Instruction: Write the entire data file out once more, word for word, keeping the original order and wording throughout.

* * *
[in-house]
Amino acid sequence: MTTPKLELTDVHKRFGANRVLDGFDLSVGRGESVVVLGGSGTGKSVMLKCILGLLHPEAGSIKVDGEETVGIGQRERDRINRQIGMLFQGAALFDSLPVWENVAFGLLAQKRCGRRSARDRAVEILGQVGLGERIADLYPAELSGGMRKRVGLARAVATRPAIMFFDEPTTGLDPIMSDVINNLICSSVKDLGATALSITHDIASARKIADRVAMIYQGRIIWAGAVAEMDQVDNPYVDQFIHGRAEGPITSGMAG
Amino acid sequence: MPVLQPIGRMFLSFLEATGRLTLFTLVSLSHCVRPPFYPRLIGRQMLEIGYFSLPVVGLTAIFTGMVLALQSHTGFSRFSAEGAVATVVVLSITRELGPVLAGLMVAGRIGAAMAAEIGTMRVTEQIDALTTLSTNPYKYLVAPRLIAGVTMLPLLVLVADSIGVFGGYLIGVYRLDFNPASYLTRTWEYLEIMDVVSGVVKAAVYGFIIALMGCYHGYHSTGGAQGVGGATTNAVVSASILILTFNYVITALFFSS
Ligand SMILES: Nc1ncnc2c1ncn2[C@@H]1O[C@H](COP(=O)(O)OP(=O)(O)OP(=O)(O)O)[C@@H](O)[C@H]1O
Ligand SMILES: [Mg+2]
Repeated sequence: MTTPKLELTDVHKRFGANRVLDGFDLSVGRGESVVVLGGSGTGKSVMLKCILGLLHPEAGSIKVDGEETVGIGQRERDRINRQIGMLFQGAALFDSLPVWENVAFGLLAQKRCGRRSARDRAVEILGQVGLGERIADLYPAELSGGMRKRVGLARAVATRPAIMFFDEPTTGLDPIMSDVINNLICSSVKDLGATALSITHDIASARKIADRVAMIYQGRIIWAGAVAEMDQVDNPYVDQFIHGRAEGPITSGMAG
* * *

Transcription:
[in-house]
Amino acid sequence: MTTPKLELTDVHKRFGANRVLDGFDLSVGRGESVVVLGGSGTGKSVMLKCILGLLHPEAGSIKVDGEETVGIGQRERDRINRQIGMLFQGAALFDSLPVWENVAFGLLAQKRCGRRSARDRAVEILGQVGLGERIADLYPAELSGGMRKRVGLARAVATRPAIMFFDEPTTGLDPIMSDVINNLICSSVKDLGATALSITHDIASARKIADRVAMIYQGRIIWAGAVAEMDQVDNPYVDQFIHGRAEGPITSGMAG
Amino acid sequence: MPVLQPIGRMFLSFLEATGRLTLFTLVSLSHCVRPPFYPRLIGRQMLEIGYFSLPVVGLTAIFTGMVLALQSHTGFSRFSAEGAVATVVVLSITRELGPVLAGLMVAGRIGAAMAAEIGTMRVTEQIDALTTLSTNPYKYLVAPRLIAGVTMLPLLVLVADSIGVFGGYLIGVYRLDFNPASYLTRTWEYLEIMDVVSGVVKAAVYGFIIALMGCYHGYHSTGGAQGVGGATTNAVVSASILILTFNYVITALFFSS
Ligand SMILES: Nc1ncnc2c1ncn2[C@@H]1O[C@H](COP(=O)(O)OP(=O)(O)OP(=O)(O)O)[C@@H](O)[C@H]1O
Ligand SMILES: [Mg+2]
Repeated sequence: MTTPKLELTDVHKRFGANRVLDGFDLSVGRGESVVVLGGSGTGKSVMLKCILGLLHPEAGSIKVDGEETVGIGQRERDRINRQIGMLFQGAALFDSLPVWENVAFGLLAQKRCGRRSARDRAVEILGQVGLGERIADLYPAELSGGMRKRVGLARAVATRPAIMFFDEPTTGLDPIMSDVINNLICSSVKDLGATALSITHDIASARKIADRVAMIYQGRIIWAGAVAEMDQVDNPYVDQFIHGRAEGPITSGMAG